The Original Dark Fantasy Short Story
Hansel and Gretel by The Brothers Grimm
"Hansel and Gretel" is a well-known fairy tale of German origin, recorded by the Brothers Grimm and published in 1812. Hansel and Gretel are a young brother and sister threatened by a cannibalistic witch living deep in the forest in a house constructed of cake and confectionery. The two children save their lives by outwitting her. The tale has been adapted to various media, most notably the opera Hänsel und Gretel (1893) by Engelbert Humperdinck and a stop-motion animated feature film made in the 1950's based on the opera. Under the Aarne-Thompson classification system, "Hansel and Gretel" is classified under Class 327.
Hansel and Gretel are young children whose father is a woodcutter. When a great famine settles over the land, the woodcutter's abusive second wife decides to take the children into the woods and leave them there to be by themselves, so that she and her husband will not starve to death because the children eat too much. The woodcutter opposes the plan but finally and reluctantly submits to his wife's scheme. They are unaware that in the children's bedroom, Hansel and Gretel have overheard them. After the parents have gone to bed, Hansel sneaks out of the house and gathers as many white pebbles as he can, then returns to his room, reassuring Gretel that God will not forsake them.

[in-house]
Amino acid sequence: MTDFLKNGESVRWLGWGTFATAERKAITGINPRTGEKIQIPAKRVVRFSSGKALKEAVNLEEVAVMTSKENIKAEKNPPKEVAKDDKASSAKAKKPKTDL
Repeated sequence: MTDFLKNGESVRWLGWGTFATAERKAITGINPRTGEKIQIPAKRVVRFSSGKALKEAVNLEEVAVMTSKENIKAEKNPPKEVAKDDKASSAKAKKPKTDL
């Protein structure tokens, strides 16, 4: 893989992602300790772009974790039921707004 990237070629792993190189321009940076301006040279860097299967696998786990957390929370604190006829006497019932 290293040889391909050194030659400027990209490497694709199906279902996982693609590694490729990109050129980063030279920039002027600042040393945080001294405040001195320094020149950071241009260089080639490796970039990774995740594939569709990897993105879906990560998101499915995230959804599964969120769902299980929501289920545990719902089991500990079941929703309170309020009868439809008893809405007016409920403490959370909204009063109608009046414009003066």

The next day, the family walks deep into the woods and Hansel lays a trail of white pebbles. After their parents abandon them, the children wait for the moon to rise and then they follow the pebbles back home. They return home safely, much to their stepmother's horror. Once again provisions become scarce and the stepmother angrily orders her husband to take the children farther into the woods and leave them there to die. Hansel and Gretel attempt to gather more pebbles, but find the doors locked and find it impossible to escape from their house.
The following morning, the family treks into the woods. Hansel takes a slice of bread and leaves a trail of bread crumbs to follow home. However, after they are once again abandoned, the children find that birds have eaten the crumbs and they are lost in the woods. After days of wandering, they follow a beautiful white bird to a clearing in the woods and discover a large cottage built of gingerbread and cakes, with window panes of clear sugar. Hungry and tired, the children begin to eat the rooftop of the candy house, when the door opens and a "very old woman" emerges and lures them inside, with the promise of soft beds and delicious food. They comply, unaware that their hostess is a wicked witch who waylays children to cook and eat them.
|Product dimensions:||6.00(w) x 9.00(h) x 0.06(d)|
About the Author
When Jacob and Wilhelm Grimm, aka the Brothers Grimm, set out to collect stories in the early 1800s, their goal was not to entertain children but to preserve Germanic folklore. Once the brothers saw how the stories entranced young readers, however, they began softening some of the harsher aspects to make them more suitable for children. A cornerstone of Western culture since the early 1800s, Grimm’s Fairy Tales is now one of the world’s most beloved books.
Place of Birth:Hanau, Germany
Place of Death:Berlin, Germany